Liverpool’s Leaf bar was, to be honest, deserted. The main audience seemed to consist of the other bands on the bill (of which there were too many). All very good in their own right but there was so much going on that each band only had a short space of time to play. I spent more time watching equipment being moved around than watching the music itself. Revere seemed to only play about 5 songs, which is a criminal shame considering how good they are.

Revere are currently on a UK tour in support of their new single We Won’t Be Here Tomorrow.

I urge you, go and see them – you’ll be blown away.

9/10 (Just a massive shame that the promoter didn’t give them longer on stage)

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Live: James Kelly + Walton Hesse + Emanuel & The Fear

This was just what the doctor ordered on a bank holiday Sunday – an evening of wonderful music in a wonderful little venue (one of Manchester’s gems, and quickly becoming one of my favourite places), the Dulcimer in Manchester’s Organic Quarter, Chorlton-cum-hardy.

After a very disorganised start to the show (now free, as nobody was there to collect our golden coins..) involving a lineup shift around, a sound engineer who looked either confused or hungover (possibly both) and no distinguishable transition between soundcheck and the start of the show, the music began one way or another and first up were a band I’d never heard of, Walton Hesse. We were told acoustic flamenco-blues maestro James Kelly was supposed to be on first, but hey-ho, let’s roll with it and get a Guinness in.

Walton Hesse take their infuences from the dirty americana blues/country rock of the late 90’s, when bands like Lucero and Whiskeytown were in their heyday, as well as earlier pioneers such as the seminal Uncle Tupelo. In fact, parts of their set sounded a lot like A Ghost Is Born-era Wilco, with lovely guitar/piano extended solos. Walton Hesse really, really dig Jeff Tweedy, it seems. Which isn’t a bad thing, Tweedy rocks.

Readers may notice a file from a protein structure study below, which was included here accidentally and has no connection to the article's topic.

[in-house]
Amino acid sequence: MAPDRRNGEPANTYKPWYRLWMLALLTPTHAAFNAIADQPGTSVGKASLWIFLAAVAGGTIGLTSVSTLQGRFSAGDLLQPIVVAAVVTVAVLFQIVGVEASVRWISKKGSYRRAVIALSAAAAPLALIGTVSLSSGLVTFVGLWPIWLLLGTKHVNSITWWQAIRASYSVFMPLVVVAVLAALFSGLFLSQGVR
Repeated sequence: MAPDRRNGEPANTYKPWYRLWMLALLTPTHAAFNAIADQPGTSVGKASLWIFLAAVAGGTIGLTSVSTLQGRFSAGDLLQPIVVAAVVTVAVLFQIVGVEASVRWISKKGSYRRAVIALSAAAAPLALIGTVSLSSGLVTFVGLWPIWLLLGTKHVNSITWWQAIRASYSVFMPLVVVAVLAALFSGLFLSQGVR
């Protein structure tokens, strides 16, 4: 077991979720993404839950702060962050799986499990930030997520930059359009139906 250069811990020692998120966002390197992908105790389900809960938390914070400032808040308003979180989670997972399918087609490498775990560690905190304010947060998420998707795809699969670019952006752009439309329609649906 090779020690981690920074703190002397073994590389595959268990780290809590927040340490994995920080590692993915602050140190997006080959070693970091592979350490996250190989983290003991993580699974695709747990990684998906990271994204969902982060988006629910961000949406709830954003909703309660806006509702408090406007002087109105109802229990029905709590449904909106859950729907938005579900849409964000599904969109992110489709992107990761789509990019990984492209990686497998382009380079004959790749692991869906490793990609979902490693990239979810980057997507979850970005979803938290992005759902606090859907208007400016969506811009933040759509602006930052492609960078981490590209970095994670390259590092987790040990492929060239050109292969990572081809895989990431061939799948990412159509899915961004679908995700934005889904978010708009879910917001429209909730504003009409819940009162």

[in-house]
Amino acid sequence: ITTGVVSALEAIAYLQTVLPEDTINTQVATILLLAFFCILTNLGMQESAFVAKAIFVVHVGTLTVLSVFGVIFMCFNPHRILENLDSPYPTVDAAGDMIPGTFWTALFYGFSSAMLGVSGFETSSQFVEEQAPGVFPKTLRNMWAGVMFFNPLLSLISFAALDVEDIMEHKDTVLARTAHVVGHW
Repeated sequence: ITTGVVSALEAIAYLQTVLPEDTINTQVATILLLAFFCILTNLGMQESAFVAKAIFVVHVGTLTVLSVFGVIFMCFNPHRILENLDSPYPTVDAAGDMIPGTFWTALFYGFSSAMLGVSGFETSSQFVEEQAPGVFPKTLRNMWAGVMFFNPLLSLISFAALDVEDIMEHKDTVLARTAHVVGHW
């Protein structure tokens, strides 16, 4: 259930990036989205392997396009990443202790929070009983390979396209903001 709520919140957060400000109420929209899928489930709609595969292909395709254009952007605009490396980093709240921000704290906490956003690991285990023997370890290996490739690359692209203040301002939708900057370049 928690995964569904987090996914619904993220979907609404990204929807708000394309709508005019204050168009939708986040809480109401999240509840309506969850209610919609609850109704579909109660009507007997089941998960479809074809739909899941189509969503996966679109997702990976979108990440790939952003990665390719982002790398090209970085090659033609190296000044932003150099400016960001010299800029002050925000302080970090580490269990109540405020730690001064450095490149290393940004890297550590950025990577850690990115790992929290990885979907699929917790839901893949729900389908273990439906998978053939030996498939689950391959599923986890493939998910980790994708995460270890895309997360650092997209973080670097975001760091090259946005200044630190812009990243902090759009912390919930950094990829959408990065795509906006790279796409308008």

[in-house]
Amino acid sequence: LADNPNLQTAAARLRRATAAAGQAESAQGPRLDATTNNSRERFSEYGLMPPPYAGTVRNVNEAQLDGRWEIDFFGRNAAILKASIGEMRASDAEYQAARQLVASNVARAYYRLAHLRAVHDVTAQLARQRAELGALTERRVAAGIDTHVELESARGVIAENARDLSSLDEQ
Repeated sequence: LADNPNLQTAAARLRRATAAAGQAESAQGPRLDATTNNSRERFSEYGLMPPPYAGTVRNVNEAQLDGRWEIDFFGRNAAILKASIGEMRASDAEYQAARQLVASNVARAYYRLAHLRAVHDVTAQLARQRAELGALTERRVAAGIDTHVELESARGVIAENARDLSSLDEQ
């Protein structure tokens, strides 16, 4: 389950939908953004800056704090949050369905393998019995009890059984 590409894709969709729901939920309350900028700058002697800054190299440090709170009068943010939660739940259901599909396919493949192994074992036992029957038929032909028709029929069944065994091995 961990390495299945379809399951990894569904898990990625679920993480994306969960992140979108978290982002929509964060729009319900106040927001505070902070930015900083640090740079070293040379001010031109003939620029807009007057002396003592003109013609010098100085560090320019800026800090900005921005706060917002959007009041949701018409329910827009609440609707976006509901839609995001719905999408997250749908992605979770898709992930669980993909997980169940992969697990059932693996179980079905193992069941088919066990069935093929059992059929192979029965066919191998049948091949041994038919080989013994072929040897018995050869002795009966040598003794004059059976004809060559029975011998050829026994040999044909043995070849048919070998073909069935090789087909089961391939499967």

The combination of loud balls-out rock n’ roll, pearlsnap twang and softer more experimental improvisational solos works well for Walton Hesse and I’ll definitely go and see them again. One thing though – I’m really not sure what purpose the female vocalist has. Couldn’t hear her and she seemed to just stand there hitting a tambourine for the whole show. Kind of like a non-cool Joel Gion. This may well have been down to the dodgy sound though, so for this I’ll reserve judgement until I see them again (which I definitely will).

Next up was James Kelly, whom I first met a couple of months ago while doing a radio interview and was instantly captivated. Combining blues riffs with flamenco rhythm on a spanish guitar, with percussion provided by hitting a kickdrum pedal against a guitar case, there’s nobody quite like him. He is, as one very drunk guy proclaimed last night, “fucking wicked!”

Can’t really disagree with that. The future is bright for James, and he did really well last night – it’s never easy for an acoustic act to go on after a loud rock & roll band – he coped and grabbed everyone’s attention brilliantly. He should’ve been on first though.